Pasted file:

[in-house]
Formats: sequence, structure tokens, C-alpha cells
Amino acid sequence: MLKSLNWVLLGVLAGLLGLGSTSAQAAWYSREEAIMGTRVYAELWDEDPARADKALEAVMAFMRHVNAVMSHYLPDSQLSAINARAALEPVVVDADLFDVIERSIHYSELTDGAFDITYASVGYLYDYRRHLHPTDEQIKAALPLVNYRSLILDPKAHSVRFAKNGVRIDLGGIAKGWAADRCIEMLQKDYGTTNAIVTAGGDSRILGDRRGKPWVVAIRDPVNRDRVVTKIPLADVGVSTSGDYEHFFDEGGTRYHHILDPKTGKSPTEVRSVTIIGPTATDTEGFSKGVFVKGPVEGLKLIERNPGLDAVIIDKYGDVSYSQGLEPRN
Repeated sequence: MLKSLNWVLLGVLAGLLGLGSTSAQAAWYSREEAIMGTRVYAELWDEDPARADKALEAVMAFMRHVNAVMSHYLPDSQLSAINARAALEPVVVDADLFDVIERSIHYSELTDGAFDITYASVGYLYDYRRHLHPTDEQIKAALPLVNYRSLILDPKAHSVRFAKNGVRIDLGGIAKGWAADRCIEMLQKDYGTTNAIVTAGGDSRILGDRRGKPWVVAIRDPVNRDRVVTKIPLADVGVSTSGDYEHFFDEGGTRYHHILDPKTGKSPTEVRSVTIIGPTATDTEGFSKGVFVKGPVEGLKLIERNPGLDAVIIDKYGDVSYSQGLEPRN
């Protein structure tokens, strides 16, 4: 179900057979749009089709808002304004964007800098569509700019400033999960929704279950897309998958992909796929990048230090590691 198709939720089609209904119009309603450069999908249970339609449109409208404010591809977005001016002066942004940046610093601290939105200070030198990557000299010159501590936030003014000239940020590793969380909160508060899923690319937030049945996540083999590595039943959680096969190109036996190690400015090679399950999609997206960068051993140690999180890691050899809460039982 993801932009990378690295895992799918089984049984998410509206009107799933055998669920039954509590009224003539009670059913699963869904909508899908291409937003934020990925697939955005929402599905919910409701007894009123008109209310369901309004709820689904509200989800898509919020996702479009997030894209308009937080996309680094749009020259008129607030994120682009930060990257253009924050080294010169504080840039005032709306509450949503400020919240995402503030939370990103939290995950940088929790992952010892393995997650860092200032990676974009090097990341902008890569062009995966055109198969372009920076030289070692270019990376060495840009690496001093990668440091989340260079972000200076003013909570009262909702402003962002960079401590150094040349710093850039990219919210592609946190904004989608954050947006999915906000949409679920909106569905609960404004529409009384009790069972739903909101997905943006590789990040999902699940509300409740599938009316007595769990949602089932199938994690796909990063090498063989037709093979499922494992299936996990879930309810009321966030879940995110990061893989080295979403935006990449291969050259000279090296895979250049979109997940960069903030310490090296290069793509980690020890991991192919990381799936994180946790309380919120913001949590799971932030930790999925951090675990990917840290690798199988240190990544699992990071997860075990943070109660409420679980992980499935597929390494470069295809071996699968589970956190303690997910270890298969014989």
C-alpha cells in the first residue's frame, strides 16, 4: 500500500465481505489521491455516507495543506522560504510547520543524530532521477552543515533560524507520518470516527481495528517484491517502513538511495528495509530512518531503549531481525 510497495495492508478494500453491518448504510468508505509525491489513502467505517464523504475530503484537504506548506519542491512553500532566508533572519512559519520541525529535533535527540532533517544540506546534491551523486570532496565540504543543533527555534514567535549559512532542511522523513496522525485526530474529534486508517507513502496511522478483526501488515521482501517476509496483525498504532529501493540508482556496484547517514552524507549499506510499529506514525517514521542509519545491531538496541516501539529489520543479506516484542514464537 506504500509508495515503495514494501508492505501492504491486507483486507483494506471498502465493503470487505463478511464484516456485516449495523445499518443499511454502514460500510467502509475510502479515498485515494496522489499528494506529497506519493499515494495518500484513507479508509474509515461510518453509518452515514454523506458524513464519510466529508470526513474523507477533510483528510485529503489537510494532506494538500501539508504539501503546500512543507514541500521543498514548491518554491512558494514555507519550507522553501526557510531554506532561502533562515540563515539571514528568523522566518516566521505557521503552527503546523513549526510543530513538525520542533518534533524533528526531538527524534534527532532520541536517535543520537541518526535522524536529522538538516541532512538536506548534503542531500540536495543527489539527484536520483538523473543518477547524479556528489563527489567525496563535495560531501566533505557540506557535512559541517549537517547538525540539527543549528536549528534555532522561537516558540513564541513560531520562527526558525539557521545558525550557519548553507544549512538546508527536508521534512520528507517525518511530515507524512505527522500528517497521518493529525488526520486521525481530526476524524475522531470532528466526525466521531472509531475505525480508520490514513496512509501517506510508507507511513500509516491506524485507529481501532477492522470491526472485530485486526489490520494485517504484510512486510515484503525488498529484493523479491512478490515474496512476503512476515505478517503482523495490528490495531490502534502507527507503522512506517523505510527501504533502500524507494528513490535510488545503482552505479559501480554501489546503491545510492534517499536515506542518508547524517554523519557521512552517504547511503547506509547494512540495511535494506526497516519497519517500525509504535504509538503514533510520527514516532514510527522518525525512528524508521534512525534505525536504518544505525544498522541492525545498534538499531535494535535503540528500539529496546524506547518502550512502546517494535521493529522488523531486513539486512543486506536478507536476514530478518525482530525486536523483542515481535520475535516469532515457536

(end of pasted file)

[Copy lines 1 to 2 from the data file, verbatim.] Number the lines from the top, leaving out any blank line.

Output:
[in-house]
Formats: sequence, structure tokens, C-alpha cells